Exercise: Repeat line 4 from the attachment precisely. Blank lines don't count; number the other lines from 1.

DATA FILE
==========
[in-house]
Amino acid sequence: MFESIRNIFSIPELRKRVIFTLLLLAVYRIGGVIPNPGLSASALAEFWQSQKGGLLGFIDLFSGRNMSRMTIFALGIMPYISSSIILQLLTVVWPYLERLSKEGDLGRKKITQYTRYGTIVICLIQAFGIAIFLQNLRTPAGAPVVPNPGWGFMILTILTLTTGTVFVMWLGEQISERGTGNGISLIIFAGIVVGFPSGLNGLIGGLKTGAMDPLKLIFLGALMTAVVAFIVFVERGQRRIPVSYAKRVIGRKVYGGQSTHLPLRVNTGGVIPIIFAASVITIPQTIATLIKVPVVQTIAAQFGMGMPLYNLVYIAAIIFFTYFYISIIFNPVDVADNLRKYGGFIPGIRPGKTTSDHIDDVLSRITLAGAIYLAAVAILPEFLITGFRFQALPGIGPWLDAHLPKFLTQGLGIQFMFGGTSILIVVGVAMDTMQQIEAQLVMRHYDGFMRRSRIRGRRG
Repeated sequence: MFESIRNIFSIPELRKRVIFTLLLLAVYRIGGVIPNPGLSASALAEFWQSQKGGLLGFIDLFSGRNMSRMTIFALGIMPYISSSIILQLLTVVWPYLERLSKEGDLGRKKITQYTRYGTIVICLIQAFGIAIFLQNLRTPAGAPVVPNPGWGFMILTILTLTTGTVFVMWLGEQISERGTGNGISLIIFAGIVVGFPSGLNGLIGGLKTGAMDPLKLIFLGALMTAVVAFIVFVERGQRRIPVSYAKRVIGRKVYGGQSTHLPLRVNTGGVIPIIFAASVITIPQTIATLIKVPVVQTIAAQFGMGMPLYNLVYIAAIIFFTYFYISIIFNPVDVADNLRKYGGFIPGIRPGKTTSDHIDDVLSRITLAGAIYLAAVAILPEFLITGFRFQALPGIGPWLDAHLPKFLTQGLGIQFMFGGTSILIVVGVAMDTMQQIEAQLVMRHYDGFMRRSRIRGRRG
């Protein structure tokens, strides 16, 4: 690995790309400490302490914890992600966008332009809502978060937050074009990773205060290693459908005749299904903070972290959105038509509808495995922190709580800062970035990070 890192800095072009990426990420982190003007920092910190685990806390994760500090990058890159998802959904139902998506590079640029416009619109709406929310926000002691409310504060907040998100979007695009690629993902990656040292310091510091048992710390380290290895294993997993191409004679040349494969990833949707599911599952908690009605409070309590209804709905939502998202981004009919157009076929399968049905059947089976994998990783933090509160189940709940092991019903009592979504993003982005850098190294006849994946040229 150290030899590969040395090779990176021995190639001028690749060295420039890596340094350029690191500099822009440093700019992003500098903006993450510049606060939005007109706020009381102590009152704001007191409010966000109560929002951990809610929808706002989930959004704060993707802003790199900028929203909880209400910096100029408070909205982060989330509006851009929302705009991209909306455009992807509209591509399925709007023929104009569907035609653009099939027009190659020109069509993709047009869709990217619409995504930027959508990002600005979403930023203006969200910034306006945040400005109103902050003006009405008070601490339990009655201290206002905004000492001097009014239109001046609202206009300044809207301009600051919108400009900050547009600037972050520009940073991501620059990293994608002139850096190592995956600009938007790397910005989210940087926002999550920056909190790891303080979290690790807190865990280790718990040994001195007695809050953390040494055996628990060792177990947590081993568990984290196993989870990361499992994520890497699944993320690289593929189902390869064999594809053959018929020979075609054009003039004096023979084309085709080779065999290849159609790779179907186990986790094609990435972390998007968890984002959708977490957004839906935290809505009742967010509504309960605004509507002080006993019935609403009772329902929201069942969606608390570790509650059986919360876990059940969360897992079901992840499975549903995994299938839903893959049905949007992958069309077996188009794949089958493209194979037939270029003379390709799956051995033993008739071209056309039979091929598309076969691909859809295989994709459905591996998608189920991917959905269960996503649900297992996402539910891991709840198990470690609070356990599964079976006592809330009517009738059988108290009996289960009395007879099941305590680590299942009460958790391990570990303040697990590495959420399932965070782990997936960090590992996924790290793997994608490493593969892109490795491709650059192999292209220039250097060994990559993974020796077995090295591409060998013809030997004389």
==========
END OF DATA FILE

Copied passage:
């Protein structure tokens, strides 16, 4: 690995790309400490302490914890992600966008332009809502978060937050074009990773205060290693459908005749299904903070972290959105038509509808495995922190709580800062970035990070 890192800095072009990426990420982190003007920092910190685990806390994760500090990058890159998802959904139902998506590079640029416009619109709406929310926000002691409310504060907040998100979007695009690629993902990656040292310091510091048992710390380290290895294993997993191409004679040349494969990833949707599911599952908690009605409070309590209804709905939502998202981004009919157009076929399968049905059947089976994998990783933090509160189940709940092991019903009592979504993003982005850098190294006849994946040229 150290030899590969040395090779990176021995190639001028690749060295420039890596340094350029690191500099822009440093700019992003500098903006993450510049606060939005007109706020009381102590009152704001007191409010966000109560929002951990809610929808706002989930959004704060993707802003790199900028929203909880209400910096100029408070909205982060989330509006851009929302705009991209909306455009992807509209591509399925709007023929104009569907035609653009099939027009190659020109069509993709047009869709990217619409995504930027959508990002600005979403930023203006969200910034306006945040400005109103902050003006009405008070601490339990009655201290206002905004000492001097009014239109001046609202206009300044809207301009600051919108400009900050547009600037972050520009940073991501620059990293994608002139850096190592995956600009938007790397910005989210940087926002999550920056909190790891303080979290690790807190865990280790718990040994001195007695809050953390040494055996628990060792177990947590081993568990984290196993989870990361499992994520890497699944993320690289593929189902390869064999594809053959018929020979075609054009003039004096023979084309085709080779065999290849159609790779179907186990986790094609990435972390998007968890984002959708977490957004839906935290809505009742967010509504309960605004509507002080006993019935609403009772329902929201069942969606608390570790509650059986919360876990059940969360897992079901992840499975549903995994299938839903893959049905949007992958069309077996188009794949089958493209194979037939270029003379390709799956051995033993008739071209056309039979091929598309076969691909859809295989994709459905591996998608189920991917959905269960996503649900297992996402539910891991709840198990470690609070356990599964079976006592809330009517009738059988108290009996289960009395007879099941305590680590299942009460958790391990570990303040697990590495959420399932965070782990997936960090590992996924790290793997994608490493593969892109490795491709650059192999292209220039250097060994990559993974020796077995090295591409060998013809030997004389």